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The Stanley Works $50 – New York symbol SWK

THE STANLEY WORKS $50 (New York symbol SWK; Conservative Growth Portfolio, Manufacturing & Industry sector; WSSF Rating: Average) makes a wide variety of hand and power tools for professionals and consumers.

In the past four years, Stanley has shifted its focus away from cyclical consumer products to industrial products and building security systems, which have steadier revenue streams.

Consumer products now account for about 30% of its revenue and profit, down from 40% four years earlier. Focusing on industrial products also cuts Stanley’s reliance on big retail chains such as Home Depot.

Sales hovered around $2.6 billion from 2001 to 2003. But acquisitions pushed sales up to $3.0 billion in 2004, and to $3.3 billion in 2005. Earnings fell from $2.31 a share (total $201.7 million) in 2001 to $1.90 a share ($161.6 million) in 2003, before rising to $3.21 a share ($273.8 million) in 2005.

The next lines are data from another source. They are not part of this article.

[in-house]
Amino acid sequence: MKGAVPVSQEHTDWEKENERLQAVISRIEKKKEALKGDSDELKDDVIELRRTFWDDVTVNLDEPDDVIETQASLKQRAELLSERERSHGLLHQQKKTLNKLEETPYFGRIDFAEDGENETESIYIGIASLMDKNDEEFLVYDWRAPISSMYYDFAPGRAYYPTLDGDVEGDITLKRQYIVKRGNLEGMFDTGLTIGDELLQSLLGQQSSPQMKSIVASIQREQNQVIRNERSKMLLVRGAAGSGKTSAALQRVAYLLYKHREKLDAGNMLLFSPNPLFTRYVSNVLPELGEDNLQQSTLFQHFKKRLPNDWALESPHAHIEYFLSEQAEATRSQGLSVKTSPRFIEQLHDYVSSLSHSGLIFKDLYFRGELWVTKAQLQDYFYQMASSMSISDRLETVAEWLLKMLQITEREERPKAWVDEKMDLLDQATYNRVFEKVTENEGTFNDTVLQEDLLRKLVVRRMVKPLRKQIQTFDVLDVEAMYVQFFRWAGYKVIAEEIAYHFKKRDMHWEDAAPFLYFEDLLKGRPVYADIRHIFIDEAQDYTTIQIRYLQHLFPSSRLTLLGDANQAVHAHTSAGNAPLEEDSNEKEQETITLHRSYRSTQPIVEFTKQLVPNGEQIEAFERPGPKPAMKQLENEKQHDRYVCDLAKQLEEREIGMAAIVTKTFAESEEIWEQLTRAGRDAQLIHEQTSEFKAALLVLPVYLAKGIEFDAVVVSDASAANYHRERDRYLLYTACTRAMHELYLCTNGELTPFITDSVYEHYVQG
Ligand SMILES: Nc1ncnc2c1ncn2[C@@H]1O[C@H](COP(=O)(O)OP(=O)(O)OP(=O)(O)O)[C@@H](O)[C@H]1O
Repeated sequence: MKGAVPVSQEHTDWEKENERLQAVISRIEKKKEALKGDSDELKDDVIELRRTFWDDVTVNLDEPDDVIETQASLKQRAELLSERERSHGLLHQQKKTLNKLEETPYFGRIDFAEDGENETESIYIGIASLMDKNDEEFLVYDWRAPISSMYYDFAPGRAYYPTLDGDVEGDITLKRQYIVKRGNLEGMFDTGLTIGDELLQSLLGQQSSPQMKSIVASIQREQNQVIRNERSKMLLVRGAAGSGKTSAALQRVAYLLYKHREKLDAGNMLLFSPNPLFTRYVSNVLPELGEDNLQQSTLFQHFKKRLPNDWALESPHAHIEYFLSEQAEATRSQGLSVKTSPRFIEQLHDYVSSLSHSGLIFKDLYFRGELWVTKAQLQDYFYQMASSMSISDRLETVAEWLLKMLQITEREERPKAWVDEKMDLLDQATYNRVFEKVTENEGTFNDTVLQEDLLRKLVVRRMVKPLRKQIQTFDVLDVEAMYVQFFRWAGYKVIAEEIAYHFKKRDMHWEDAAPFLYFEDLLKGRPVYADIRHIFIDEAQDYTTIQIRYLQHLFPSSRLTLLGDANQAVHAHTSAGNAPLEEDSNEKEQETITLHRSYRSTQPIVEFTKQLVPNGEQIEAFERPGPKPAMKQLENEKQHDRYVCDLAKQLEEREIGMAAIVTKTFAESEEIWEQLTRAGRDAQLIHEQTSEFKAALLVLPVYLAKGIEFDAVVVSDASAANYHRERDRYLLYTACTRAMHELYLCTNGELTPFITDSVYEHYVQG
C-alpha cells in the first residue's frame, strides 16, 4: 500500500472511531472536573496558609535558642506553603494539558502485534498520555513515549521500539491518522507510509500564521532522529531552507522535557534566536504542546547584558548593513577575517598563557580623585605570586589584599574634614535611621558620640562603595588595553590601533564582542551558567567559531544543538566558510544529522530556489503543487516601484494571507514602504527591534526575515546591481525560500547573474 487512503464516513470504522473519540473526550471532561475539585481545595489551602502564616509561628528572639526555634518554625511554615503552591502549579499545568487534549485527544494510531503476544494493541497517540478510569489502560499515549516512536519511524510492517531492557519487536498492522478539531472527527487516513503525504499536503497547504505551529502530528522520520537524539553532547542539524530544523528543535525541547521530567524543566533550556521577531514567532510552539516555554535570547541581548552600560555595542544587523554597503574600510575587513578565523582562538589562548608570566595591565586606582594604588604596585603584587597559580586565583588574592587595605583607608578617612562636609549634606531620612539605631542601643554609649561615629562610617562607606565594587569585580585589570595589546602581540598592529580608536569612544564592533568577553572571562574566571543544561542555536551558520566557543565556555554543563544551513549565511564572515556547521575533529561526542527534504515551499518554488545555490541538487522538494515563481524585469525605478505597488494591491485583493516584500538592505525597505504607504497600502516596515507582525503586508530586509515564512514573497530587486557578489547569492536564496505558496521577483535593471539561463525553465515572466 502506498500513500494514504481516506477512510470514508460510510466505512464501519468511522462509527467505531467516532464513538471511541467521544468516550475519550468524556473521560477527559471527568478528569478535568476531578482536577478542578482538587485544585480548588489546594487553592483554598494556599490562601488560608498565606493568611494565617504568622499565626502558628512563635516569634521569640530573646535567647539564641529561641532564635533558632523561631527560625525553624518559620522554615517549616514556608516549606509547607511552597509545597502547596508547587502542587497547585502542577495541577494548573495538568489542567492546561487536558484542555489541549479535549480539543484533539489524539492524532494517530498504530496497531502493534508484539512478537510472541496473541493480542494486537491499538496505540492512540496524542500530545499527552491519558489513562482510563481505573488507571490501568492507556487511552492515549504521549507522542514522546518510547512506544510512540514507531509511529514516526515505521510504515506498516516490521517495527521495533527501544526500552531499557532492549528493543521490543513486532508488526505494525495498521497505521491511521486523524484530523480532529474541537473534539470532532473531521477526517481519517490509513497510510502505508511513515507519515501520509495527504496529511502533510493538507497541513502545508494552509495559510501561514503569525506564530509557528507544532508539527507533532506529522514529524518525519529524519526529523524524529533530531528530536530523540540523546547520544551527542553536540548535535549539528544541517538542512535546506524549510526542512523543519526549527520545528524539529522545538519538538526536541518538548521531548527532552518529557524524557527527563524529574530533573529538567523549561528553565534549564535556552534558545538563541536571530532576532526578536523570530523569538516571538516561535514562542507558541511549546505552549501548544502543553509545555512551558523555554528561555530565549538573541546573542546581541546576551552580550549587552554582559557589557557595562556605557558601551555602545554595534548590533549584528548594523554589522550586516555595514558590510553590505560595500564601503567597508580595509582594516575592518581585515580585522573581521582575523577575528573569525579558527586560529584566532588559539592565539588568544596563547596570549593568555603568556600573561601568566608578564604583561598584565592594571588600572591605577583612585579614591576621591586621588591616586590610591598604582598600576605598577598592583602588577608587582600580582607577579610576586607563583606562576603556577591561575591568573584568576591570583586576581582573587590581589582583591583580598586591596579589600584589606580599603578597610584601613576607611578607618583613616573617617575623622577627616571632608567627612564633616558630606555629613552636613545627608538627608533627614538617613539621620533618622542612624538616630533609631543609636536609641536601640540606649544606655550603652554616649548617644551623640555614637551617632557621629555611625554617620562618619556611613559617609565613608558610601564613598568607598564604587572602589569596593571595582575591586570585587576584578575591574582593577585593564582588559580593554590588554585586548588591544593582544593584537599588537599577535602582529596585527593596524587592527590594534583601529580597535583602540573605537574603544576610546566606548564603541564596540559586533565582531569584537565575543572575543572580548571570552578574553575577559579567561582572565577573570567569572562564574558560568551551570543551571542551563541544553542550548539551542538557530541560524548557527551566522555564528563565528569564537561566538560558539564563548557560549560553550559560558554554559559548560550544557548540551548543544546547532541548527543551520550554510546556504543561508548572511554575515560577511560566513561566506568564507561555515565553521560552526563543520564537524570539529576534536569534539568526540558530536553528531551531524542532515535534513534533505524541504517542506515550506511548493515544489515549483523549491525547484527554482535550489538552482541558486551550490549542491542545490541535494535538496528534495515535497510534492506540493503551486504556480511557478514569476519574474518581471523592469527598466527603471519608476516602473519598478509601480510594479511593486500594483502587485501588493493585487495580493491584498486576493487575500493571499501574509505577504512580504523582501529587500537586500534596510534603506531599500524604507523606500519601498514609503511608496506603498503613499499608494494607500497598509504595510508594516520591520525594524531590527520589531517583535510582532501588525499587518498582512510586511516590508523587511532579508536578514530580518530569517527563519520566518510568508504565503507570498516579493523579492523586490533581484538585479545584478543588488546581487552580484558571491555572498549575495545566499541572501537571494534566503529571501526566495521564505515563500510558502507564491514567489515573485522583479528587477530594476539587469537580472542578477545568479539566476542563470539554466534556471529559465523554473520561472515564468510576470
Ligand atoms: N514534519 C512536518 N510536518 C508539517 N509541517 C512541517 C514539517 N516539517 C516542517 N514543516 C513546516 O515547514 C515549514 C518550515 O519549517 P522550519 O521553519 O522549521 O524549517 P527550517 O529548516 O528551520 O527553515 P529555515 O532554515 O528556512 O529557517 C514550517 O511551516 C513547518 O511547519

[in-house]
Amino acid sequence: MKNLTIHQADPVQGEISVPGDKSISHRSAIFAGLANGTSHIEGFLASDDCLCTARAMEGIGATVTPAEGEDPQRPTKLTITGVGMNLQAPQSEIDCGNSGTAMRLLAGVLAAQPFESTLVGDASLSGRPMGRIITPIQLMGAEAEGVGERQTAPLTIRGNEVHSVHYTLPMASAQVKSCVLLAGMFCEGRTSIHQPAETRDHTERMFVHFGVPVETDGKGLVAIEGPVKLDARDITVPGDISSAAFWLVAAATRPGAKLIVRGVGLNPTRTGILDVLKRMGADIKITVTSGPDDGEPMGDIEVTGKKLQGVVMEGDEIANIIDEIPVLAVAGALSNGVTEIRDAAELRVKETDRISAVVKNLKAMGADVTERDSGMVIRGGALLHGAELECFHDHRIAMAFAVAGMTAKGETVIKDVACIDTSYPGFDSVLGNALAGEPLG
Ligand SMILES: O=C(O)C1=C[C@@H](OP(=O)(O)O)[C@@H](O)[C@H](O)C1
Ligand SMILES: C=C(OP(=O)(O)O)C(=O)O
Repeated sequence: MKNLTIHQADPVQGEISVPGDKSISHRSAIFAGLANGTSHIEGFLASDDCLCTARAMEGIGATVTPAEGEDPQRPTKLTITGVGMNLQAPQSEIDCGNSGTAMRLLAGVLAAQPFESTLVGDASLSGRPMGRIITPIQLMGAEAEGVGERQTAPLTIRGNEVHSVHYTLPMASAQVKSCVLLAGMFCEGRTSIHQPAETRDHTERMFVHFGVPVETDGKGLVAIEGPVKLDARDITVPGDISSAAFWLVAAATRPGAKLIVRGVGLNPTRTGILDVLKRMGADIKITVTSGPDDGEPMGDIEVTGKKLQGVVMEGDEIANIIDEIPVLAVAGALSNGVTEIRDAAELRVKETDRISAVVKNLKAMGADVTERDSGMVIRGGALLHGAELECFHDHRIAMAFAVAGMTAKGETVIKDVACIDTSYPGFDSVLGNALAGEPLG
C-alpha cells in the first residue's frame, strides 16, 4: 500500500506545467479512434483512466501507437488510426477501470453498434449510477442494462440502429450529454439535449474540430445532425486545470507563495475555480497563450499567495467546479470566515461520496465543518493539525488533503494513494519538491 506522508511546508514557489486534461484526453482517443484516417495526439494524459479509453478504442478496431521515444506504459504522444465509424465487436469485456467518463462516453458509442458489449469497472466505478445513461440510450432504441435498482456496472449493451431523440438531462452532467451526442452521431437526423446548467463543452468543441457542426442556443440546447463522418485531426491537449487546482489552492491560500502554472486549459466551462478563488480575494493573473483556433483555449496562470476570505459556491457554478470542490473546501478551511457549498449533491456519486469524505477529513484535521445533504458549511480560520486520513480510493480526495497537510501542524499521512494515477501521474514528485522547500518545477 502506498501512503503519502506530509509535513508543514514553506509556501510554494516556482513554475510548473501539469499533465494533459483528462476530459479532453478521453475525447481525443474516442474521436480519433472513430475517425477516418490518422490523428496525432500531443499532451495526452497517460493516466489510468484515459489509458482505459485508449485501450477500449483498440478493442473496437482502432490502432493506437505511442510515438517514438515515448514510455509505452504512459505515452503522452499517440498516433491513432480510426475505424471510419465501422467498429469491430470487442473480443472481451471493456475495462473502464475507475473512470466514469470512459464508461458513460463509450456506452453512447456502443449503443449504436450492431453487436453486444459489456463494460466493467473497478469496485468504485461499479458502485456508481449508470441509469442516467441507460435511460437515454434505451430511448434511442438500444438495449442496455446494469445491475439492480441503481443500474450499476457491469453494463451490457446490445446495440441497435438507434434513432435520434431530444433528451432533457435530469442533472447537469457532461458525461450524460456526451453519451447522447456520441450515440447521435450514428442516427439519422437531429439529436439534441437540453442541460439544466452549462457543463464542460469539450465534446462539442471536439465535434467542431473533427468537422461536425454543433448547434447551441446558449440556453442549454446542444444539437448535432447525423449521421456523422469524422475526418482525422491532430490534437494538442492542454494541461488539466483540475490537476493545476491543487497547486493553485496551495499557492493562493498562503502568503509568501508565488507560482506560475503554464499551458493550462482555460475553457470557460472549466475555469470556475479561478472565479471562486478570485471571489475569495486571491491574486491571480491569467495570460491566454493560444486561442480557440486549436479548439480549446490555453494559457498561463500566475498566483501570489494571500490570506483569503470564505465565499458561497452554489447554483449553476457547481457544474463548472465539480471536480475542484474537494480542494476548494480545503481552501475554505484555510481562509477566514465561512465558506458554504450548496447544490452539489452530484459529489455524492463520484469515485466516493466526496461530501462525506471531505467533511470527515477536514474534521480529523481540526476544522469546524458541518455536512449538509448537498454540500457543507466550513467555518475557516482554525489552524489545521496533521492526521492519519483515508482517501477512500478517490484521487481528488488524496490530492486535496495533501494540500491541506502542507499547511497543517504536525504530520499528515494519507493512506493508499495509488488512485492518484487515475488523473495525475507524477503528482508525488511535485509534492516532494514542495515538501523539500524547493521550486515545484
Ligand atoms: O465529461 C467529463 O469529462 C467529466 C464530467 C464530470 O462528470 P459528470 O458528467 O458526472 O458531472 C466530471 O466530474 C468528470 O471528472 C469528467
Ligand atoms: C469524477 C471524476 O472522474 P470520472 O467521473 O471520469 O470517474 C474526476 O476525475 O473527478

Stanley is still expanding its industrial tool business. It recently paid $490 million for Facom S.A., a French manufacturer of tools for the construction industry. It also acquired 67% of Besco Pneumatic, a Taiwanbased maker of tools that compress gasses, for $42 million.

Thanks to these new businesses, Stanley earned $0.90 a share (total $75.0 million) from continuing operations in the second quarter of 2006, up 16.9% from $0.77 a share ($65.3 million) a year earlier. Sales rose 25.2%, to $1.02 billion from $814.7 million.

Stanley feels that rising prices of steel, aluminum and zinc will add $22 million to its costs in the second half of 2006. But its planned price increases should offset about 70% of these extra costs. It also plans to launch several new products in the fourth quarter, which should spur sales at its consumer division.

The company spent $201.1 million on share buybacks in the first half of 2006. But it will probably use most of its cash flow in the next year to pay down its $821.0 million in long-term debt (0.6 times equity), instead of buying back shares.

The stock got as high as $55 in April, but fell to $42 in July on fears that rising interest rates would hurt new home construction and renovation, and cut Stanley’s sales growth.

It now trades at 14.2 times its likely 2006 earnings of $3.53 a share. The $1.20 dividend yields 2.4%.

Stanley Works is a buy.

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